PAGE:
Empirical Approaches to Comics Research: Digital, Multimodal and Cognitive Methods. Routledge Advances in Comics Studies.
Alexander Dunst, Jochen Laubrock, Janina Wildfeuer.
London/New York: Routledge
Work in progress, to appear in 2018.
This edited volume for the first time brings together essays in the field of empirical comics research. Drawing on computer and cognitive science, psychology and art history, linguistics and literary studies, each chapter presents innovative methods and establishes the practical and theoretical motivations for the quantitative study of comics, manga, and graphic novels. A detailed introduction surveys this emerging field and assesses the potential of empirical methods given the digitization of large corpora today and the rapid development of automatic text and image analysis. Individual chapters focus on corpus studies, the potential of crowdsourcing for comics research, annotation and narrative analysis, cognitive processing and reception studies. Written in language accessible to students and scholars across the humanities and sciences, this volume opens up new perspectives for the study of visual narrative and will become a landmark reference for anyone interested in the scientific study of art and literature.
Preliminary Table of Contents
Introduction: The Empirical Study of Comics
Alexander Dunst, Jochen Laubrock, Janina Wildfeuer
I. DIGITAL APPROACHES TO COMICS 1. From Canon to Corpus: The Quantitative Study of Graphic Narrative
Alexander Dunst and Rita Hartel
2. “Spins a Web, Any Size”: Topic Modeling American Comic Book Fan Mail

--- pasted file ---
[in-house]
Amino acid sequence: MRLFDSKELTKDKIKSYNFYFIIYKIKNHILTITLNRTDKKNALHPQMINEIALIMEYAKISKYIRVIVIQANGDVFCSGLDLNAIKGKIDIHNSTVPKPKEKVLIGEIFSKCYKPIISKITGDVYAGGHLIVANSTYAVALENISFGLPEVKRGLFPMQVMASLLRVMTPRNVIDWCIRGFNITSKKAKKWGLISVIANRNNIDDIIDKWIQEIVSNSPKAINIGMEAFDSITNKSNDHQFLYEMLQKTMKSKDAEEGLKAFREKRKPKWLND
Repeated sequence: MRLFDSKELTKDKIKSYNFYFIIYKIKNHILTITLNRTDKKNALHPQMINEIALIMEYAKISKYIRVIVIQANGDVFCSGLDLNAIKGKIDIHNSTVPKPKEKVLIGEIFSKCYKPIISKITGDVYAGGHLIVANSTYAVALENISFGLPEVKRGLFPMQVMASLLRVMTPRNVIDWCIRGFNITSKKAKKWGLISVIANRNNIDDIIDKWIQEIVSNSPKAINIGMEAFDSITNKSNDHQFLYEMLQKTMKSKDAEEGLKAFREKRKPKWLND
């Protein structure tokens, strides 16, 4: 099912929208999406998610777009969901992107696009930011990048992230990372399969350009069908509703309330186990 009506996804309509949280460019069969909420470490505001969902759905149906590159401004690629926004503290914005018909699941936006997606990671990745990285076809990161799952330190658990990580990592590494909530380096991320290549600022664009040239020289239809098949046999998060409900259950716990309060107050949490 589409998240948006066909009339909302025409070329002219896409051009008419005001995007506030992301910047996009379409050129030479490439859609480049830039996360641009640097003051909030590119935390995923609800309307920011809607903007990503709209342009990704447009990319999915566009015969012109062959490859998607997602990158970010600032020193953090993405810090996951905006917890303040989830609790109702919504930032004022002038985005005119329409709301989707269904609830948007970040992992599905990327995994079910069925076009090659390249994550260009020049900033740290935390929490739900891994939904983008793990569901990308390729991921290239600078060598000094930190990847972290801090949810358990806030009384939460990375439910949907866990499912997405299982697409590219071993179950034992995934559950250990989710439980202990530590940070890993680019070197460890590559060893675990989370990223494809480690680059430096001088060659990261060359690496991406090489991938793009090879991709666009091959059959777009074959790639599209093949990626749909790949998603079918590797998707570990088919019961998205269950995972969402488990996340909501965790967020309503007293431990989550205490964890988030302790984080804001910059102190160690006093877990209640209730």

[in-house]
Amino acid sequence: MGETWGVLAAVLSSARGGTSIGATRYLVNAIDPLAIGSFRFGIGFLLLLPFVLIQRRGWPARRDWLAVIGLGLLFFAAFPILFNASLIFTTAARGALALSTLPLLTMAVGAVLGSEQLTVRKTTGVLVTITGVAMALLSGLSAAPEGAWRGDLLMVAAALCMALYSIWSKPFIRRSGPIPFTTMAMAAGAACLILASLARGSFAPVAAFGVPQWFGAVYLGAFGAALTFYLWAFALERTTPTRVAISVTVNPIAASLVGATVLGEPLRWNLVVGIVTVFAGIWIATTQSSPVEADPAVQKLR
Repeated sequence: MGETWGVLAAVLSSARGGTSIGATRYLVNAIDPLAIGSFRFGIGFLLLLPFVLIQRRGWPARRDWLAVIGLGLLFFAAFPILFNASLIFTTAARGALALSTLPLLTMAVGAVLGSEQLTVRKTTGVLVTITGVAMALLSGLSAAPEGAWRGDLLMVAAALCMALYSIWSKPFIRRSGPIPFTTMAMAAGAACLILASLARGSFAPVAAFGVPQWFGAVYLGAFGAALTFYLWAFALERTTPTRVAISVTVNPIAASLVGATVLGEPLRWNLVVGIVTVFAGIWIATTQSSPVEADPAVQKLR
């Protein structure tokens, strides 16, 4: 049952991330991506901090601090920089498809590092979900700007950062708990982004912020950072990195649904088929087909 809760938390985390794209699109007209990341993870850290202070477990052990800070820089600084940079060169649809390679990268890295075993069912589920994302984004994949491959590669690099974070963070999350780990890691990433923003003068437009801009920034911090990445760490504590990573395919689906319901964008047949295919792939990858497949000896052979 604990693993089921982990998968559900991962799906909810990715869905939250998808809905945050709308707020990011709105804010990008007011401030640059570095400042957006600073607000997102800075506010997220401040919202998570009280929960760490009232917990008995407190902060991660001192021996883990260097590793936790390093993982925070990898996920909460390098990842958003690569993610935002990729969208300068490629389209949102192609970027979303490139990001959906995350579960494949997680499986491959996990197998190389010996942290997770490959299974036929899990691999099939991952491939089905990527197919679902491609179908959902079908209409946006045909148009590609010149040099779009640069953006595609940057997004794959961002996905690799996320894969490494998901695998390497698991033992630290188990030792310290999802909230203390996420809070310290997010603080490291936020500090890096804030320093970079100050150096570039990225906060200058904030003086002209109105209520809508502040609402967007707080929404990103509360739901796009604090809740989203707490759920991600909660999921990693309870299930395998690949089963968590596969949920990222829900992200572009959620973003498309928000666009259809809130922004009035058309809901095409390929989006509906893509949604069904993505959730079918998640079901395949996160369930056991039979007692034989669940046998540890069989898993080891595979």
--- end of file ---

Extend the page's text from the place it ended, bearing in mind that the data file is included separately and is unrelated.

3. Crowdsourcing Annotations for Comics Corpora
Mihnea Tufis and Jean-Gabriel Ganascia
4. Computer Vision Applied to Comic Book Images
5. What Were ‘Golden Age’ Comics: Formal Strategies at the Origin of the American Comic Book
II. LINGUISTICS AND MULTIMODAL ANALYSIS 6. From Creative Freedom to Empirical Studies via Qualitative Descriptions: Annotation Schemes for Comics and Graphic Novels
John A. Bateman
7. Visual Language Theory and the Scientific Study of Comics
8. Tracking Character Developments and Events in Graphic Novels
9. The Interpretation of an Evolving Line Drawing
Pascal Lefèvre and Gert Meesters
III. COGNITIVE PROCESSING AND COMPREHENSION 10. What Do We Need to Understand about How We Process and Comprehend Sequential Narratives?
Joe Magliano, Lester Loschky, John Hutson, and Tim Smith
11. Cognitive Processing of Text and Image during Comics Reading
Jochen Laubrock, Sven Hohenstein, and Eike Richter
12. Understanding the Moment-to-Moment Processing of Sequential Narratives
Lester Loschky, Joe Magliano, and John P. Hutson
13. Eye-Movements and Image-Text Integration
Ben Tatler & Claire Kirtley
14. How Informative Are Information Comics? Results from Audience Research
List of Contributors